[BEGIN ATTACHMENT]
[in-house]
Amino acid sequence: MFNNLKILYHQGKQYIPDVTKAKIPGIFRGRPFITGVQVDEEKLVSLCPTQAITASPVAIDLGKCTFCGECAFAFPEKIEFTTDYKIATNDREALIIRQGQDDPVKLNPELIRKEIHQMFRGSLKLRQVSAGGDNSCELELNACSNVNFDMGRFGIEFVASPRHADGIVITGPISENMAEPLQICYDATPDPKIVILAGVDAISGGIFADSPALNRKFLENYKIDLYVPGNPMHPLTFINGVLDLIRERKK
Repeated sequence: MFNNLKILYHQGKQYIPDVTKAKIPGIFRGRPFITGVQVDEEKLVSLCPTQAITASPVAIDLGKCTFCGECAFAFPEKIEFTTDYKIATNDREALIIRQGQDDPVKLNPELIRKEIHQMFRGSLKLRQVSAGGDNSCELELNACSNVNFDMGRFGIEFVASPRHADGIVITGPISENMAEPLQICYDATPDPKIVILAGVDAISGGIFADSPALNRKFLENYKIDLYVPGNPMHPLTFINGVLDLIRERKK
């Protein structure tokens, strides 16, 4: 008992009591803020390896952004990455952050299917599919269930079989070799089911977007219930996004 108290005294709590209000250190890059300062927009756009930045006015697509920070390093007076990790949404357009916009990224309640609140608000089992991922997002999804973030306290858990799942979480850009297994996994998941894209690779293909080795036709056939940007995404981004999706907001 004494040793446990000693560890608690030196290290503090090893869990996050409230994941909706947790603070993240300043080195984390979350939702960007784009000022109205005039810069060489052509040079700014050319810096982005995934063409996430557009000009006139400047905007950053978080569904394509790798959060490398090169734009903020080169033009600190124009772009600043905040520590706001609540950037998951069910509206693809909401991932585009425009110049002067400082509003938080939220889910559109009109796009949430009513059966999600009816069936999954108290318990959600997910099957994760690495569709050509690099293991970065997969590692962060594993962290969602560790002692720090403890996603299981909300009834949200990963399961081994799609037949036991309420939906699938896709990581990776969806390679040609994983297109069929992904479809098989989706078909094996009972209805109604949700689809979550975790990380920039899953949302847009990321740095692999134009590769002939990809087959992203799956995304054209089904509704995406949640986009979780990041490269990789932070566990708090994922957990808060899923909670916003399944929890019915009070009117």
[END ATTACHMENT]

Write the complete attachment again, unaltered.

[in-house]
Amino acid sequence: MFNNLKILYHQGKQYIPDVTKAKIPGIFRGRPFITGVQVDEEKLVSLCPTQAITASPVAIDLGKCTFCGECAFAFPEKIEFTTDYKIATNDREALIIRQGQDDPVKLNPELIRKEIHQMFRGSLKLRQVSAGGDNSCELELNACSNVNFDMGRFGIEFVASPRHADGIVITGPISENMAEPLQICYDATPDPKIVILAGVDAISGGIFADSPALNRKFLENYKIDLYVPGNPMHPLTFINGVLDLIRERKK
Repeated sequence: MFNNLKILYHQGKQYIPDVTKAKIPGIFRGRPFITGVQVDEEKLVSLCPTQAITASPVAIDLGKCTFCGECAFAFPEKIEFTTDYKIATNDREALIIRQGQDDPVKLNPELIRKEIHQMFRGSLKLRQVSAGGDNSCELELNACSNVNFDMGRFGIEFVASPRHADGIVITGPISENMAEPLQICYDATPDPKIVILAGVDAISGGIFADSPALNRKFLENYKIDLYVPGNPMHPLTFINGVLDLIRERKK
């Protein structure tokens, strides 16, 4: 008992009591803020390896952004990455952050299917599919269930079989070799089911977007219930996004 108290005294709590209000250190890059300062927009756009930045006015697509920070390093007076990790949404357009916009990224309640609140608000089992991922997002999804973030306290858990799942979480850009297994996994998941894209690779293909080795036709056939940007995404981004999706907001 004494040793446990000693560890608690030196290290503090090893869990996050409230994941909706947790603070993240300043080195984390979350939702960007784009000022109205005039810069060489052509040079700014050319810096982005995934063409996430557009000009006139400047905007950053978080569904394509790798959060490398090169734009903020080169033009600190124009772009600043905040520590706001609540950037998951069910509206693809909401991932585009425009110049002067400082509003938080939220889910559109009109796009949430009513059966999600009816069936999954108290318990959600997910099957994760690495569709050509690099293991970065997969590692962060594993962290969602560790002692720090403890996603299981909300009834949200990963399961081994799609037949036991309420939906699938896709990581990776969806390679040609994983297109069929992904479809098989989706078909094996009972209805109604949700689809979550975790990380920039899953949302847009990321740095692999134009590769002939990809087959992203799956995304054209089904509704995406949640986009979780990041490269990789932070566990708090994922957990808060899923909670916003399944929890019915009070009117």